Photo Credit: John Lott
In his classic 1930s baseball story, Babe Ruth Visits Lake Wobegon, American humorist Garrison Keillor takes a sidelong swipe at the designated hitter rule. As Keillor recites the yarn, the Babe was sick on the autumn day he brought his barnstorming team by train to Keillor’s apocryphal Minnesota town. Too sick to take the field against the local team, which, naturally, unsettled the capacity crowd.
So some folks got the bright idea to change the rules for this exhibition game. If the Babe couldn’t play in the outfield, then he could at least take his hacks.
“He could bat for the pitcher!” came the cry. “It wouldn’t hurt anybody. People here want to see him bat.”
But the majority overruled that notion.
“This was a different time in our history,” Keillor intoned, “when a man did not pick up a bat unless that man was willing to pick up a glove.”
It was a bedrock principle as sacred as loyalty and patriotism, Keillor declared. Let a man bat without playing defence and societal decay was sure to follow.
That has forever been the position of the National League, notwithstanding that the American League, desperate for more offence, adopted the DH rule in 1973. More than four decades later, Major League Baseball is the only professional sport that blithely allows its games to be played under two separate sets of rules, most notably in the World Series, its most important games of the year.
So MLB – which is fond of invoking “the integrity of the game” at the slightest provocation – sabotages its own integrity by continuing to do something no other sport would even consider: different rules for different locations. Depending on the venue, you either gain or lose a hitter. Either you have a DH or you don’t. Either your pitcher hits or he doesn’t (and even if he does, he usually doesn’t).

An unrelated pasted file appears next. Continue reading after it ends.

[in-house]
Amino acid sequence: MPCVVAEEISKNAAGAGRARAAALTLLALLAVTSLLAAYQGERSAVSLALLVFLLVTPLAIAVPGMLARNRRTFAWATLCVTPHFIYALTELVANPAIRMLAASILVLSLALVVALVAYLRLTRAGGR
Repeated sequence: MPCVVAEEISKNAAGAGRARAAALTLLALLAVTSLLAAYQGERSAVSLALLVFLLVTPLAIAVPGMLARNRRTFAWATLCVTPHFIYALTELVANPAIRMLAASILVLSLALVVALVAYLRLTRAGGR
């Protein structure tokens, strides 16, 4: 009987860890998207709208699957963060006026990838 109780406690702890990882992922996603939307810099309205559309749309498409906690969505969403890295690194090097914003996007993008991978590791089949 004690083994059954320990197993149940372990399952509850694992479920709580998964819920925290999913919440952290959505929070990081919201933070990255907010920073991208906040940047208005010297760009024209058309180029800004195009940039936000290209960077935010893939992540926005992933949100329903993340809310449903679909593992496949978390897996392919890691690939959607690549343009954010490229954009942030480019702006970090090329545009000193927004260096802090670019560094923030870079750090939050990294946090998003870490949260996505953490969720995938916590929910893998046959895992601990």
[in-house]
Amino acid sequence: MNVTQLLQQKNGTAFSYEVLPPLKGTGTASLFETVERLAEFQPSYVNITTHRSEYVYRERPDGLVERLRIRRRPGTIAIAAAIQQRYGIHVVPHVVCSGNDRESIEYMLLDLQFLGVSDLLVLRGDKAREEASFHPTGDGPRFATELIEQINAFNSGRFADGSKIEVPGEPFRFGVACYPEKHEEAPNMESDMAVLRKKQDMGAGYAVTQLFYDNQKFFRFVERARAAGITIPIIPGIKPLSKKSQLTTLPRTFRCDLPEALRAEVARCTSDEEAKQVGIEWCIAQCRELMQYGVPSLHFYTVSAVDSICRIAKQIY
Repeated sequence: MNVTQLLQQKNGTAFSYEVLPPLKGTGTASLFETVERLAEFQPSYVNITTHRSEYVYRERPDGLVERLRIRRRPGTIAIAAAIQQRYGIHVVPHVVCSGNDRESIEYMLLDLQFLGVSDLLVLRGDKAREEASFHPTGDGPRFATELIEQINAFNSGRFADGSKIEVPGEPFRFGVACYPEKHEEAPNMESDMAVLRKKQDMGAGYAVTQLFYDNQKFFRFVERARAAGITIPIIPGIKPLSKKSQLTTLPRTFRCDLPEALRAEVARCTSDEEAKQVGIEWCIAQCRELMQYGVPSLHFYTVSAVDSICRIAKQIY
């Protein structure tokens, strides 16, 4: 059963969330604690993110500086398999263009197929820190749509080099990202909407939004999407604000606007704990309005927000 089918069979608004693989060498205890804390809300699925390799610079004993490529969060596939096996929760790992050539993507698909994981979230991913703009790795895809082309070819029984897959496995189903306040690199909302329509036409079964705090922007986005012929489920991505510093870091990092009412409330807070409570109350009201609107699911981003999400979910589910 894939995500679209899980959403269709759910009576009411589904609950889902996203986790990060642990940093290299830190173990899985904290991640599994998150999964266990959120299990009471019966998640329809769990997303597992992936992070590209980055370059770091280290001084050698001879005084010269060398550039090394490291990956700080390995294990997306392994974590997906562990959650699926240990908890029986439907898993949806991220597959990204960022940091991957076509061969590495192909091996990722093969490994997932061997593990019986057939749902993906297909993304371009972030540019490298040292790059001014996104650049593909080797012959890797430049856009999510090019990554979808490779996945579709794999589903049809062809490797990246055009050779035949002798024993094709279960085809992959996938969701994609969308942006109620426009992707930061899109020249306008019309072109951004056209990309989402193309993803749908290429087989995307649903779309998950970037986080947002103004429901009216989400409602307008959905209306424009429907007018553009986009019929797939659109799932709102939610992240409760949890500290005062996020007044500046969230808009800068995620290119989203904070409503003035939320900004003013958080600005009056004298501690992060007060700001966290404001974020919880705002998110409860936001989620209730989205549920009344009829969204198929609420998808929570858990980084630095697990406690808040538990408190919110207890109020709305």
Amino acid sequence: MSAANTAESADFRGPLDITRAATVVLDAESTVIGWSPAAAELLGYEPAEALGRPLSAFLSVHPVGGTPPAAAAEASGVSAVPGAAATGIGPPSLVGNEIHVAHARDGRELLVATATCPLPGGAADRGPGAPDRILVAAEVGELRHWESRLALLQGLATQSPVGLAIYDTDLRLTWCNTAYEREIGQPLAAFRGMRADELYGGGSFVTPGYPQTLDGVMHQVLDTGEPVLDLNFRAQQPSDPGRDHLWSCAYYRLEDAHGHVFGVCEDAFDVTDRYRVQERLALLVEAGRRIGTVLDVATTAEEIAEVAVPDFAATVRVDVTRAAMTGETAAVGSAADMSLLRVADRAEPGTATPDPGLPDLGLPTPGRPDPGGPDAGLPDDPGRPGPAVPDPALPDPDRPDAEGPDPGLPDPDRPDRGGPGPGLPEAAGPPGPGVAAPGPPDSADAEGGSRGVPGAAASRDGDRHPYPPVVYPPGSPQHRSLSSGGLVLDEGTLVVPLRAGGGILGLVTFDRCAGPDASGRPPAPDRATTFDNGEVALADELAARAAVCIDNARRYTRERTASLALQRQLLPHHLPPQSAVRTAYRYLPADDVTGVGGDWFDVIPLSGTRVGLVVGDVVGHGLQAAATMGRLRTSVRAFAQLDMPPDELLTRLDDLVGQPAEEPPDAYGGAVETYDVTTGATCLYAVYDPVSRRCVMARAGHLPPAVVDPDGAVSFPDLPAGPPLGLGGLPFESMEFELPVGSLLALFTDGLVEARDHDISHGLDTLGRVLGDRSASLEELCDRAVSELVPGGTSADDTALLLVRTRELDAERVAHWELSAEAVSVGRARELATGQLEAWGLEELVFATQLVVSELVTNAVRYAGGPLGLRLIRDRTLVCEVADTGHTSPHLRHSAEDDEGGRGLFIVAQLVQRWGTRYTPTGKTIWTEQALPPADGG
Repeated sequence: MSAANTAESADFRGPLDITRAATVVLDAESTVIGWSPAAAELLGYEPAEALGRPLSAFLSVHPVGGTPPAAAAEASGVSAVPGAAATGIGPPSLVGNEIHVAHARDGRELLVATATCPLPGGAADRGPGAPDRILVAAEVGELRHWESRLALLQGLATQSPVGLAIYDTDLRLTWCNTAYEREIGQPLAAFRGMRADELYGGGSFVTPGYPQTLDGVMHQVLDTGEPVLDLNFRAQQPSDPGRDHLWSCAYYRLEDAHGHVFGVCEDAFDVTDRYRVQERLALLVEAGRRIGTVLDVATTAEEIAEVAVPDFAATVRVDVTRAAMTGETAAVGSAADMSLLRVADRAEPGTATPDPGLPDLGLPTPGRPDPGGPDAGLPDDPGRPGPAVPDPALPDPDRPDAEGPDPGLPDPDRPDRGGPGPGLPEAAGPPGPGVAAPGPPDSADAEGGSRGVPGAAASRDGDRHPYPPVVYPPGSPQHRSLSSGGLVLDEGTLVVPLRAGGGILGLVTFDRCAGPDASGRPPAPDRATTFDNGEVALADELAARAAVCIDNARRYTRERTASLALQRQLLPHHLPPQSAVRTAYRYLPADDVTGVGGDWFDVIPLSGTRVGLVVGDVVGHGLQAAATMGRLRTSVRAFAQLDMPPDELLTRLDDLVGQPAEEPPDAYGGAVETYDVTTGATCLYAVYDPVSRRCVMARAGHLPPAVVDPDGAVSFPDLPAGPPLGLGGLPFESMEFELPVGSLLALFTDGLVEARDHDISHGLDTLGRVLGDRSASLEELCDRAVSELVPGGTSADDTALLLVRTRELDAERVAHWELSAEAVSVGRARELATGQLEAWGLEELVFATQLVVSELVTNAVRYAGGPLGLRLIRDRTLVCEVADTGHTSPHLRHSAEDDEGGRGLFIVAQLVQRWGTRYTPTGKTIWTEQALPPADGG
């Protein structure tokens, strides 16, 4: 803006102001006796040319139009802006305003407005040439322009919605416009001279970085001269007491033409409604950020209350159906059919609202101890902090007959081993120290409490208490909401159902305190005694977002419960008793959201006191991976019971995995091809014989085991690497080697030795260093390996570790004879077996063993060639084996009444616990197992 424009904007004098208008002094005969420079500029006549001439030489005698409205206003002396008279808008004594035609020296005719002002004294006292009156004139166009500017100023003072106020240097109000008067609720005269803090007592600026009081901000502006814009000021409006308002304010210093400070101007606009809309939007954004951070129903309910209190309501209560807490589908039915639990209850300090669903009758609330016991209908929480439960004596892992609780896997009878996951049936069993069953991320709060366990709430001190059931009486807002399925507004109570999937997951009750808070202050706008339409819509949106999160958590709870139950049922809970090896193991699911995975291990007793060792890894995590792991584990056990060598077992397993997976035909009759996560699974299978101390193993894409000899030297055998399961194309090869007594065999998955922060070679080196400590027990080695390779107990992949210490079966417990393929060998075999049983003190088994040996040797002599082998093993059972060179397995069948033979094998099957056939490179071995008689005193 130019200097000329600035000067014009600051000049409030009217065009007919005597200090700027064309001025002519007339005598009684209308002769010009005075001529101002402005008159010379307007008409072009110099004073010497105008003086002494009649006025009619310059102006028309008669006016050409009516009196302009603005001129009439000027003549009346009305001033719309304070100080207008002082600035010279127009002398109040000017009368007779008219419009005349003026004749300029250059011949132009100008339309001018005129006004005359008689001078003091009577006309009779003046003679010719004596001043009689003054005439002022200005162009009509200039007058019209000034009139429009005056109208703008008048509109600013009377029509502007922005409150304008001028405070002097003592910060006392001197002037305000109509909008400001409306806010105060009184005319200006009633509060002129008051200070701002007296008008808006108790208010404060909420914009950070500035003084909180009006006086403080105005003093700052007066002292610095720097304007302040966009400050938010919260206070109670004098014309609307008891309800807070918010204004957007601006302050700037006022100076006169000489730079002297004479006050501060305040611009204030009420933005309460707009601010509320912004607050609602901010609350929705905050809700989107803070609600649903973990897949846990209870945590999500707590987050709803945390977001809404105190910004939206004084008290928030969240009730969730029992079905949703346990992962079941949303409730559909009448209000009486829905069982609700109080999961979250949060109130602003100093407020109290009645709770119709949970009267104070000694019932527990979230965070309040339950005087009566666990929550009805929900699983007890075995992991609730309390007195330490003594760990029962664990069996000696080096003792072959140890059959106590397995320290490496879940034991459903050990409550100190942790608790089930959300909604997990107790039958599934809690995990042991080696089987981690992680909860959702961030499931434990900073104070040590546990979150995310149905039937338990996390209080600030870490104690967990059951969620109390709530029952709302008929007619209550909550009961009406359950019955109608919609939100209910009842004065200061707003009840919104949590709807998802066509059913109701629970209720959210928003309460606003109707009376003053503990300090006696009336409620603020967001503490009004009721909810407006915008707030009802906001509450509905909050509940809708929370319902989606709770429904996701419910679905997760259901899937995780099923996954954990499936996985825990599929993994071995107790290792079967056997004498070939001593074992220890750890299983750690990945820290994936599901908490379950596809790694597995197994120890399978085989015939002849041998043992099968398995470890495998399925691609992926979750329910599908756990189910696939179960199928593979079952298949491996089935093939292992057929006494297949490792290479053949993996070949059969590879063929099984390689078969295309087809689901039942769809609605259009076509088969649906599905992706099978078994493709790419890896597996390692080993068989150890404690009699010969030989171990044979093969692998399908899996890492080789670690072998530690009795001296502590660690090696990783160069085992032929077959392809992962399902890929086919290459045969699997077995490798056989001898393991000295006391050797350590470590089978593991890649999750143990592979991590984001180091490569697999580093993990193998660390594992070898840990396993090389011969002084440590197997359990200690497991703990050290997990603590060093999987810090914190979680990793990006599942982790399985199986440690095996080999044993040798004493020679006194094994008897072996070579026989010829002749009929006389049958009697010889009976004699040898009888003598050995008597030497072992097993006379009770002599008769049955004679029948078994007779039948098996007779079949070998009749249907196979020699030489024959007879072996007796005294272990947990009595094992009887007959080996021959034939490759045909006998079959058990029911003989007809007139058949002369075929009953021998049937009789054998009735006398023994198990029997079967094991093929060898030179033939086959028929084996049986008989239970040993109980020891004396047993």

And nobody seems to bat an eyelash at the irrationality of it all.
So we are left with games like the Blue Jays played in San Francisco on Wednesday, when one pitcher (R.A. Dickey) pinch-hit for another pitcher (Jesse Chavez) and couldn’t get down a sac-bunt in three tries. And we have Gavin Floyd, with five hits in 75 at-bats, forced to bat for himself so he can keep pitching, which is his primary job and which he did exceedingly well.
That the Blue Jays lost that game is irrelevant. It was, however, a game that underscored the contrasting realities of MLB’s two leagues. In the AL and NL, rosters are built differently, because MLB happily sanctions the comingling of two sets of rules for its two leagues.
On a day-to-day basis, there is no way to gauge how this bizarre contradiction affects the outcome of pennant races. But it is inherently unfair and dishonorable. And it is high time for sense and sensibility: either put the DH in both leagues or get rid of it.
Imagine: your favourite NBA team has a terrific big man who scores a tonne from the field but can’t hit a free throw if his life depended on it. Wilt Chamberlain was like that.
“The designated hitter rule is like letting someone else take Wilt Chamberlain’s free throws,” Boston pitcher Rick Wise said in 1974.
So, after all these years, why hasn’t the NBA followed the example of MLB and let teams appoint a designated free-throw shooter?
Because the notion is so ridiculous that no one in his right mind would ever consider it.
You can appreciate why Rick Wise might be a tad cocky. First, his comment came almost half a century ago, not that far removed from Babe Ruth’s fictitious trip to Lake Wobegon. Second, Rick Wise once pitched a no-hitter and helped win it by hitting two home runs.